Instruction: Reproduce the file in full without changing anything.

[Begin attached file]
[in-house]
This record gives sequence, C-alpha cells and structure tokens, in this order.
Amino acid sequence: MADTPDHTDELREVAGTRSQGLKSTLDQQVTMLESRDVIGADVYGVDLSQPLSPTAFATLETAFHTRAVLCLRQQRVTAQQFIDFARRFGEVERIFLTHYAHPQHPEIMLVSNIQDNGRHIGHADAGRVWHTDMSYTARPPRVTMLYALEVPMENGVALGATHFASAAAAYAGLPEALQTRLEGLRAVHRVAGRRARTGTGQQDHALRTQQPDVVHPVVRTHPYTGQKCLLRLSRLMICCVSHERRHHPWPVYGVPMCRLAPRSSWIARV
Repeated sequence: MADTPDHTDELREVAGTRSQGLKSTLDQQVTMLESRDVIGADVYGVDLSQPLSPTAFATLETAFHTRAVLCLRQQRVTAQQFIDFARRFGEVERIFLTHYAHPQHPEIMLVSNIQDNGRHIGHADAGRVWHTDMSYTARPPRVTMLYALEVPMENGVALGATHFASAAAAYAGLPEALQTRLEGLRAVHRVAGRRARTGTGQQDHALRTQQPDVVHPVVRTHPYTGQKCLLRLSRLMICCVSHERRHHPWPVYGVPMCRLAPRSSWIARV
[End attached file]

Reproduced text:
[in-house]
This record gives sequence, C-alpha cells and structure tokens, in this order.
Amino acid sequence: MADTPDHTDELREVAGTRSQGLKSTLDQQVTMLESRDVIGADVYGVDLSQPLSPTAFATLETAFHTRAVLCLRQQRVTAQQFIDFARRFGEVERIFLTHYAHPQHPEIMLVSNIQDNGRHIGHADAGRVWHTDMSYTARPPRVTMLYALEVPMENGVALGATHFASAAAAYAGLPEALQTRLEGLRAVHRVAGRRARTGTGQQDHALRTQQPDVVHPVVRTHPYTGQKCLLRLSRLMICCVSHERRHHPWPVYGVPMCRLAPRSSWIARV
Repeated sequence: MADTPDHTDELREVAGTRSQGLKSTLDQQVTMLESRDVIGADVYGVDLSQPLSPTAFATLETAFHTRAVLCLRQQRVTAQQFIDFARRFGEVERIFLTHYAHPQHPEIMLVSNIQDNGRHIGHADAGRVWHTDMSYTARPPRVTMLYALEVPMENGVALGATHFASAAAAYAGLPEALQTRLEGLRAVHRVAGRRARTGTGQQDHALRTQQPDVVHPVVRTHPYTGQKCLLRLSRLMICCVSHERRHHPWPVYGVPMCRLAPRSSWIARV